- Renewed focus on learning systems- This is an important shift in the last 18 months. For a few years, we were seeing decline in interest in learning systems. This is partly due to to HR leaders focus on new HRIS systems in general. Now that HR leaders have greater understanding about the direction of HR technology and it’s becoming more mainstream, learning and how to modernize it are the focus. Analysts are shifting research attention there. Vendors are also reconsidering spending on learning system development. It’s about creating learning systems that provide not just personalized options, but those that are prescribed using AI and other data science. Then, making those options mobile and bite-sized. This will impact the individual learning needs that each employee has and have them receive it in a way that meets their personal preferences. All these things have an impact on the HR team, from the way it is tracked and reported to the way it feeds things like managing succession plans for an organization.
- Well-being- I’m excited to see this topic gaining traction. There has been a noticeable shift from “wellness” to “well-being”. For the past 5 years, vendors were primarily focused on creating tools to monitor health, count steps, possibly even encourage healthy eating habits. They called that wellness. The difference is that HR leaders now see the value of modernizing what loosely used to fall into EAPs. Today, technology being built goes beyond physical wellness and includes financial tools. This shift to focus more holistically on the employee’s needs externally will help aleviate the time employees spend worrying about these things while at work. This will continue to gain importance as more of the Boomer generation reaches retirement and their children are faced with financial and medical needs of their parents. Organizations that provide tools to help them will be more highly desired.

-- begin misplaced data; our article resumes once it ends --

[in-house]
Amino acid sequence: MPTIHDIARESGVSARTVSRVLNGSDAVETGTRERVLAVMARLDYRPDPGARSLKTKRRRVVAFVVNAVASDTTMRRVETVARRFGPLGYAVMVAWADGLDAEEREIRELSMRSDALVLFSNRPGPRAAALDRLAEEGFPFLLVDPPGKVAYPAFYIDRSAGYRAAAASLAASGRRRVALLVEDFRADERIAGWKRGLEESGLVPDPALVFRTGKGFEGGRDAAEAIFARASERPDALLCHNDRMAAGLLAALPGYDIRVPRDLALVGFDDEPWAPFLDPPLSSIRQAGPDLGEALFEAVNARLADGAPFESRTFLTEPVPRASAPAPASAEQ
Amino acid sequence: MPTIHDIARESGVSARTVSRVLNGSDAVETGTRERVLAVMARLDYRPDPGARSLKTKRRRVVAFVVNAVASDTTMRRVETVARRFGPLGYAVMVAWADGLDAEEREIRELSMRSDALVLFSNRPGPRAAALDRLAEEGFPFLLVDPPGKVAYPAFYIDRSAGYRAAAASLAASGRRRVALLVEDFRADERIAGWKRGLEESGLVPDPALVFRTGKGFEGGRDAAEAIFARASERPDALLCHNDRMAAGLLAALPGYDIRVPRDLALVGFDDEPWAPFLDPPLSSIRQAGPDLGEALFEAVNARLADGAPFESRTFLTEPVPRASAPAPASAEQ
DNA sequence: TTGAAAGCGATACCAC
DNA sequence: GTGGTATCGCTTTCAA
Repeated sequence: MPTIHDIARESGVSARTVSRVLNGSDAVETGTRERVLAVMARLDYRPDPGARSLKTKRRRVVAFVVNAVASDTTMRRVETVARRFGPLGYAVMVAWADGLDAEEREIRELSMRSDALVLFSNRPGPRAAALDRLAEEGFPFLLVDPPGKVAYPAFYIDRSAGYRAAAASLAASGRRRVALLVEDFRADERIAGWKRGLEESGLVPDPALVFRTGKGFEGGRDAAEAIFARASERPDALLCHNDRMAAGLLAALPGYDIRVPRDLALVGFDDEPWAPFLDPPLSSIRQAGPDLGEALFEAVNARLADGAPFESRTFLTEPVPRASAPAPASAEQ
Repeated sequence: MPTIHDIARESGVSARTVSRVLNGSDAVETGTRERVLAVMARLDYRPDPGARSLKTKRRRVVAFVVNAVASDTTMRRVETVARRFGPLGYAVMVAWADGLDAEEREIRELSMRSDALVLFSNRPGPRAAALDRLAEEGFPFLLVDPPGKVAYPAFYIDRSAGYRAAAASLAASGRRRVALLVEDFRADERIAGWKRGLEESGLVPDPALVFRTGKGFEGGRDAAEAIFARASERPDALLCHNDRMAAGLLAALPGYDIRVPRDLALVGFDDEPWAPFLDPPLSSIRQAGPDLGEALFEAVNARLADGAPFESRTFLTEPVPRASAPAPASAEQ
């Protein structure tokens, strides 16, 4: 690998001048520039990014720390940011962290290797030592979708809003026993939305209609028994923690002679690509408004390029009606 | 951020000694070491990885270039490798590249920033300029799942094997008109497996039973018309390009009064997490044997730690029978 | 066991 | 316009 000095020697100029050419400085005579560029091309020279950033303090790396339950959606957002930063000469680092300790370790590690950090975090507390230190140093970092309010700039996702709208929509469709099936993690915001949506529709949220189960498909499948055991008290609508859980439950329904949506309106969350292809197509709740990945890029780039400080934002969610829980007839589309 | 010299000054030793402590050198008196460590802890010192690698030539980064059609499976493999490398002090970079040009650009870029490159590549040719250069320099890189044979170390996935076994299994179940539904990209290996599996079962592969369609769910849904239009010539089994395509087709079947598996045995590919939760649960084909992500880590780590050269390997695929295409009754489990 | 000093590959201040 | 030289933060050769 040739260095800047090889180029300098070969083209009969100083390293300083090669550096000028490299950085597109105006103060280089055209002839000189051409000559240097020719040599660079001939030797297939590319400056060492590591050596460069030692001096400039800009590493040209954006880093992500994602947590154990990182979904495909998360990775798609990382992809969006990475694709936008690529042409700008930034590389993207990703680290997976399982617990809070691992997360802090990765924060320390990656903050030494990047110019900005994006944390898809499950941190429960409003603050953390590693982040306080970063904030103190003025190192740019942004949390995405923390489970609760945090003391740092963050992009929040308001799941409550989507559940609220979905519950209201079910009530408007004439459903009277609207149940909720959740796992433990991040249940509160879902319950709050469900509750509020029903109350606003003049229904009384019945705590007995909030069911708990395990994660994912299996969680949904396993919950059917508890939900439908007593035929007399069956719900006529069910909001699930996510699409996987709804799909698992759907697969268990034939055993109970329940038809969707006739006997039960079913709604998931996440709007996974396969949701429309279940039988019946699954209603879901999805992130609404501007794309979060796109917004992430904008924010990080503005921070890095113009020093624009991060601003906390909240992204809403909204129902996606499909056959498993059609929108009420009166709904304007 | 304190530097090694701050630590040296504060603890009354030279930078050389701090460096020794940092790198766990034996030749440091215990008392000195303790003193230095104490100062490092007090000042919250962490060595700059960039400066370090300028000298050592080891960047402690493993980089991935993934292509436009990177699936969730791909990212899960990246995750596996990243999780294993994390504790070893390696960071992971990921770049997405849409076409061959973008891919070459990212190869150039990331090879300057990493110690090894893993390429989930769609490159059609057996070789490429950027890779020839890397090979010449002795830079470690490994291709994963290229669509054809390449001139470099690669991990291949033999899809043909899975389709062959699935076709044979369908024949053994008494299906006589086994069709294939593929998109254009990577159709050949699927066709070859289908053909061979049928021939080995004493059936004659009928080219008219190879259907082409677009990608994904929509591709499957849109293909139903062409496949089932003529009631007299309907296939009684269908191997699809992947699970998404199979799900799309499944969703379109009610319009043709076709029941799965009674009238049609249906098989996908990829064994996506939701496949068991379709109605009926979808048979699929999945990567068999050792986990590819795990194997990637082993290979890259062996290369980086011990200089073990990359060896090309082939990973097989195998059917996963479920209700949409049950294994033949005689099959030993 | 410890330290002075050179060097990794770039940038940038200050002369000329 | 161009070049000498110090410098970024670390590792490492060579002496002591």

The digital manager- This concept of having systems that enable managers using AI and machine learning is becoming a real disruptor in conversations with HR and other business leaders. The desire to go beyond capturing data to combining the employee and organizational data in ways that has been almost impossible to do in the past is fast becoming what leaders are looking for. With technology offering options now to do that, it actually frees up time that HR teams used to spend on manually manipulating data for internal leaders to make assessments of situations. Further, putting that power of prediction and prescription into the hands of leaders on the go via mobile is now an expected goal. This data mobility, in theory, should also change the way that employees and managers lean on human resources. Instead of considering HR there just to answer questions, we are starting to see a shift in the industry of hr leaders as interpreters of data, not just providers. For the employee, the benefit (and impact on retention) is that they are more empowered by the technology. By having it understand their needs and interpreted in that way, it provides a more personalized experience with their managers too.
Originally posted on HR Ringleader blog.
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